APARECIDA, BRAZIL - JULY 24: Pope Francis takes communion as he celebrates Mass at the Basilica of the National Shrine of Our Lady Aparecida on July 24, 2013 in Aparecida, Brazil. The shrine attracts millions each year and honors the dark-skinned Virgin of Aparecida, who is considered the patron saint of Brazil. Pilgrims throughout the world are joining Pope Francis for his visits to various locations in Brazil from July 22- July 28 during the Catholic Church's World Youth Day celebrations. (Photo by Buda Mendes/Getty Images)
Pope Francis blesses a baby during an audience in the Paul VI hall at the Vatican, Saturday, May 31, 2014. The pontiff met with children from poor neighborhoods in Naples and Rome at risk of leaving school. (AP Photo/Riccardo De Luca)
Pope Francis exchanges his skull cap with one donated to him by a pilgrim during his weekly general audience in St. Peter's Square at the Vatican, Wednesday, Dec. 10, 2014. Pope Francis urged governments and legislatures on Wednesday to do more to end modern-day slavery, calling for better laws and policies to prevent human trafficking, protect its victims and prosecute those responsible. (AP Photo/Gregorio Borgia)
Pope Francis loses his skull cap as he disembarks from his plane shortly upon arrival from Sri Lanka, Thursday, Jan. 15, 2015, south of Manila, Philippines. Pope Francis arrived Thursday for a five-day apostolic visit in this predominantly Catholic nation in Asia. (AP Photo/Bullit Marquez)
TOPSHOT - Pope Francis takes a sip of 'Mate', a traditional South American infused drink, with Argentinian soldiers of the United Nation during the weekly general audience at St Peter's square on February 3, 2016 at the Vatican. AFP PHOTO / TIZIANA FABI / AFP / TIZIANA FABI (Photo credit should read TIZIANA FABI/AFP/Getty Images)
Pope Francis listens to a video message from a journalist's tablet, as he greets journalists on board he flight to Nairobi, Kenya, Wednesday, Nov. 25, 2015. Pope Francis is traveling to Africa for a six-day visit that is taking him to Kenya, Uganda and the Central African Republic. (AP Photo/Andrew Medichini)
TOPSHOT - Pope Francis looks on as artists perform during his weekly general audience in St Peter's square on February 3, 2016 at the Vatican. AFP PHOTO / TIZIANA FABI / AFP / TIZIANA FABI (Photo credit should read TIZIANA FABI/AFP/Getty Images)
Pope Francis keeps the balance of a ball during a meeting with the members of the Italian Sports Center in St. Peter's Square at the Vatican Saturday, June 7, 2014. (AP Photo/Gregorio Borgia)
VATICAN CITY, VATICAN - SEPTEMBER 16: The robes of Pope Francis are blown over his head by a gust of wind as he holds his weekly audience in St. Peter's Square on September 16, 2015 in Vatican City, Vatican. Pope Francis on Wednesday appealed for prayers for his Apostolic Voyage to Cuba and to the United States, which begins on Saturday. (Photo by Franco Origlia/Getty Images)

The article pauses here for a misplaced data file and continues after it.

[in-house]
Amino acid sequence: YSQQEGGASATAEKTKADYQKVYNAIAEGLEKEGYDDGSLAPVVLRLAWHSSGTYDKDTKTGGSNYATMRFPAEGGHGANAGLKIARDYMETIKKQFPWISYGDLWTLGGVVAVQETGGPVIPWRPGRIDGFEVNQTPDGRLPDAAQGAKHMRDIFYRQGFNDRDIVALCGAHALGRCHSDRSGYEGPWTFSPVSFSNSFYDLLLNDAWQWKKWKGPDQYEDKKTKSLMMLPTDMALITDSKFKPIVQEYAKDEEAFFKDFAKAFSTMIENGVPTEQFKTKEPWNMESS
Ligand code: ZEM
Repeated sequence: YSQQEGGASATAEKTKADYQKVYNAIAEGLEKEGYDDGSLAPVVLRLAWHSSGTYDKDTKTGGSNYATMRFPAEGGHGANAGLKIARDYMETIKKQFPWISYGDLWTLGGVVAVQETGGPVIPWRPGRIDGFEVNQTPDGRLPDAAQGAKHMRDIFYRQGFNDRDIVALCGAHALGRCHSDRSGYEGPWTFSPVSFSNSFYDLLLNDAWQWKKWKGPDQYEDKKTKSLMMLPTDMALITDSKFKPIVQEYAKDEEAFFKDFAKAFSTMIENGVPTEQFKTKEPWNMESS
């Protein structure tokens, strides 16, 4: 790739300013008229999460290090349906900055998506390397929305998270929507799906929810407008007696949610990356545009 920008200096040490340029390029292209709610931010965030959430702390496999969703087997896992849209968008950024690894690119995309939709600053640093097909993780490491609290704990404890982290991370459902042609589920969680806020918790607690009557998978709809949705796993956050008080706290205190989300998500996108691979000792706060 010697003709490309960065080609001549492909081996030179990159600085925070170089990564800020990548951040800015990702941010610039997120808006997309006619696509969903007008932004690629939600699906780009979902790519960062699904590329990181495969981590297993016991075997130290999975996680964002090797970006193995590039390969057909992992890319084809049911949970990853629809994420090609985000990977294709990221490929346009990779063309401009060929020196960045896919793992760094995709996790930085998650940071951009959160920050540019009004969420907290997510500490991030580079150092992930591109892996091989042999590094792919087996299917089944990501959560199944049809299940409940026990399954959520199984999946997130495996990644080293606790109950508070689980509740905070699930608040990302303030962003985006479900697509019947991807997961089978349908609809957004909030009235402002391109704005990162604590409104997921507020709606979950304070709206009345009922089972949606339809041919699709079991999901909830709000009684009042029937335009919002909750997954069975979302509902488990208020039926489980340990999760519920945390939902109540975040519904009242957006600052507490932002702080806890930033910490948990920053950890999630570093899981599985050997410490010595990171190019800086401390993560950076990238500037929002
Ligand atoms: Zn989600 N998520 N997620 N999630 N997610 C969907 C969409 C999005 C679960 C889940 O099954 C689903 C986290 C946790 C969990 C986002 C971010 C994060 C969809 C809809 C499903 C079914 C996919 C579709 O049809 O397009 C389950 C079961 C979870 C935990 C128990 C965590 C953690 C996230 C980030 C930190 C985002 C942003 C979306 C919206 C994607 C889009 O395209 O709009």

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Francis was greeted with a banner reading "Welcome" in a variety of languages as he walked down a makeshift aisle to celebrate the Mass. But only a fraction of the 892 asylum-seekers living at the shelter attended, and many of the seats were left empty. Those who came out, though, received a personal greeting: At the end of the Mass, Francis greeted each refugee, one by one, posing for selfies and accepting notes as he moved down the rows.
Vatican rules had long called for only men to participate in the foot-washing ritual, and past popes and many priests traditionally performed it on 12 Catholic men, recalling Jesus' 12 apostles and further cementing the doctrine of an all-male priesthood.
Francis shocked many Catholics within weeks of his 2013 election by performing the ritual on women and Muslims at a juvenile detention center. After years of violating the rules outright, Francis in January changed the regulations to explicitly allow women and girls to participate.
The Vatican said Thursday that four women and eight men took part. The women included an Italian Catholic who works at the center and three Eritrean Coptic Christian migrants. The men included four Catholics from Nigeria, three Muslims from Mali, Syria and Pakistan and a Hindu man from India.
The Vatican's new norms said anyone from the "people of God" could be chosen to participate in the ceremony. While the phrase "people of God" refers to baptized Christians, the decree also said that pastors should instruct "both the chosen faithful and others so that they may participate in the rite consciously, actively and fruitfully," suggesting that the rite could be open to non-Catholics as well.
The Vatican spokesman, the Rev. Federico Lombardi, said the Vatican norms are meant for traditional liturgies in Catholic communities, not necessarily a unique papal Mass where the overall message is one of universal brotherhood and the love of God for all his children.
"We must always take the pastoral context into account," Lombardi said in an email. "Norms that are appropriate for a parish celebration aren't to be considered binding on a very unique celebration of the pope in a refugee center with a non-Christian majority."
Francis clearly intended the message to be universal.
"All of us, together: Muslims, Hindi, Catholics, Copts, Evangelicals. But brothers, children of the same God," he said. "We want to live in peace, integrated."